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Infants » Newborn Development

Child Care and Home Care Tips for Understanding Infant Health, Infant Learning and Early Development

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Infants are humans, born with two sides of a brain, two sides of a body, and potential for incalculable, amazing growth potential!   Human beings are born and start out life the same way. We are not horses, dust mites, or poison ivy!  You were a newborn, a fact you can never forget or remember, and all you can do as parents and caregivers, is study the effects of the experience.

As newborns, we are brought out and cared for, some well but most not, healthy for some but not for all.  Health decided by style of living, family attitudes, and environments, life choices, caregivers know about caring for infants and this short primer helps parents to learn. 

How much do you know?  Keep reading! In the early weeks and months of life after birth, infant’s have a drive to thrive!  … Every infant shows a capacity for endless movements, social skills, capacity for love and attention, deep emotional attachment and   communication skills!  Caregivers and parents are amazed by sounds, guttural laughs, wiggles, twists and head turns, hand grasping, eye gazing, staring, cuddling, kicking and changes of position, facial expressions, right from the moment of birth!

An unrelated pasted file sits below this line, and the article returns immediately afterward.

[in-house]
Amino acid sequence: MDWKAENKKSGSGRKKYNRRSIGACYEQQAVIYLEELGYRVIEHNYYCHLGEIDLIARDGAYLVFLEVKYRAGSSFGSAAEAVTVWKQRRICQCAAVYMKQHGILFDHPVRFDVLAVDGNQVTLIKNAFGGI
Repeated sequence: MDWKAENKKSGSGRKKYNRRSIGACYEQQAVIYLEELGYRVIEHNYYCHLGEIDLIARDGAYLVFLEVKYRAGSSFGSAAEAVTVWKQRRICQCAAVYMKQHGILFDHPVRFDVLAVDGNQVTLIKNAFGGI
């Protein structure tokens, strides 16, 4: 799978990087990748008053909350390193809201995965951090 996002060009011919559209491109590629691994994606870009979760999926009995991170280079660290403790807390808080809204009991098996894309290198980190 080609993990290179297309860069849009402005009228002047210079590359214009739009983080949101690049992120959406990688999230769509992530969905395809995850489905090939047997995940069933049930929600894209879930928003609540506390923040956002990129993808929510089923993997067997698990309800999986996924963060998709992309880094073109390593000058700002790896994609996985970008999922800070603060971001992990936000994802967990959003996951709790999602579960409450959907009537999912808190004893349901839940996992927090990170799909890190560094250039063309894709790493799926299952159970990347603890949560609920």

The infant police including parents and caregivers, are always looking for ways to show parents and caregivers how to help infants establish sleep and eat patterns, instead of crying, restless movements, and other signs of distress.

             Caregivers, moms and dads,  helpers and relatives are essentially “on guard” for the first nine months of a baby’s life to look, feed, talk and follow the lead of the infants in there care!              

            Parents and caregivers may apply gentle body massages, gentle snuggling and vocalizing, lifting infants up and down up, putting them down, swaying and moving sidewise, and more. 

            It is just as important to attend to temperature changes, room lights or darkness changes, varying types of swaddling as it is to talk to infants, as if they are curious visitors, “kings and queens,” visiting this foreign country for the first time!